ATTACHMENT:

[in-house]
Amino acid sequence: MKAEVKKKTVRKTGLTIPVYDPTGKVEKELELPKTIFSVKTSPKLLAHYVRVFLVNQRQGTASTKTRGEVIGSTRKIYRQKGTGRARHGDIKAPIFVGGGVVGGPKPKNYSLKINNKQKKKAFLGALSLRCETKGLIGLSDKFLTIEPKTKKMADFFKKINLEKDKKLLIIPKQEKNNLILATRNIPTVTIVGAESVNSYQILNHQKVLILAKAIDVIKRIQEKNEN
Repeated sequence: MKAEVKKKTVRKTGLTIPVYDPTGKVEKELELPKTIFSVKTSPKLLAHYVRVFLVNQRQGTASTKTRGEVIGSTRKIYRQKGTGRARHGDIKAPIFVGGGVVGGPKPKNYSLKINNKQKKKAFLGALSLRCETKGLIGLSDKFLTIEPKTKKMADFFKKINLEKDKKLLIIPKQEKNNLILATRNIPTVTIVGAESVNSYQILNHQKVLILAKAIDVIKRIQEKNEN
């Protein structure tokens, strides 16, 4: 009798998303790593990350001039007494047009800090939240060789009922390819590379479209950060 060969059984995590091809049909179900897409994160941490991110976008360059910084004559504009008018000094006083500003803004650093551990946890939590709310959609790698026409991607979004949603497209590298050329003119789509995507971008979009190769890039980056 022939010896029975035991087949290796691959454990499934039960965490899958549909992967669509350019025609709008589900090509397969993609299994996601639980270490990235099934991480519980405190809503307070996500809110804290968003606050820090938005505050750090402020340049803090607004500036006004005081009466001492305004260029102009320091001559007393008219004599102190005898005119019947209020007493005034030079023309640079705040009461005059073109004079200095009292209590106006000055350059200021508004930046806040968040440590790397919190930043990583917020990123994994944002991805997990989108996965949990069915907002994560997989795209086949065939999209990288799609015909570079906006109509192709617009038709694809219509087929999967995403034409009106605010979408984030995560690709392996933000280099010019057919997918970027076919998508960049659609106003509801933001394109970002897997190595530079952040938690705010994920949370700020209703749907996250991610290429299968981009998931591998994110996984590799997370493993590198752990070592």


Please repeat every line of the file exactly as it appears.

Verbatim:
[in-house]
Amino acid sequence: MKAEVKKKTVRKTGLTIPVYDPTGKVEKELELPKTIFSVKTSPKLLAHYVRVFLVNQRQGTASTKTRGEVIGSTRKIYRQKGTGRARHGDIKAPIFVGGGVVGGPKPKNYSLKINNKQKKKAFLGALSLRCETKGLIGLSDKFLTIEPKTKKMADFFKKINLEKDKKLLIIPKQEKNNLILATRNIPTVTIVGAESVNSYQILNHQKVLILAKAIDVIKRIQEKNEN
Repeated sequence: MKAEVKKKTVRKTGLTIPVYDPTGKVEKELELPKTIFSVKTSPKLLAHYVRVFLVNQRQGTASTKTRGEVIGSTRKIYRQKGTGRARHGDIKAPIFVGGGVVGGPKPKNYSLKINNKQKKKAFLGALSLRCETKGLIGLSDKFLTIEPKTKKMADFFKKINLEKDKKLLIIPKQEKNNLILATRNIPTVTIVGAESVNSYQILNHQKVLILAKAIDVIKRIQEKNEN
């Protein structure tokens, strides 16, 4: 009798998303790593990350001039007494047009800090939240060789009922390819590379479209950060 060969059984995590091809049909179900897409994160941490991110976008360059910084004559504009008018000094006083500003803004650093551990946890939590709310959609790698026409991607979004949603497209590298050329003119789509995507971008979009190769890039980056 022939010896029975035991087949290796691959454990499934039960965490899958549909992967669509350019025609709008589900090509397969993609299994996601639980270490990235099934991480519980405190809503307070996500809110804290968003606050820090938005505050750090402020340049803090607004500036006004005081009466001492305004260029102009320091001559007393008219004599102190005898005119019947209020007493005034030079023309640079705040009461005059073109004079200095009292209590106006000055350059200021508004930046806040968040440590790397919190930043990583917020990123994994944002991805997990989108996965949990069915907002994560997989795209086949065939999209990288799609015909570079906006109509192709617009038709694809219509087929999967995403034409009106605010979408984030995560690709392996933000280099010019057919997918970027076919998508960049659609106003509801933001394109970002897997190595530079952040938690705010994920949370700020209703749907996250991610290429299968981009998931591998994110996984590799997370493993590198752990070592």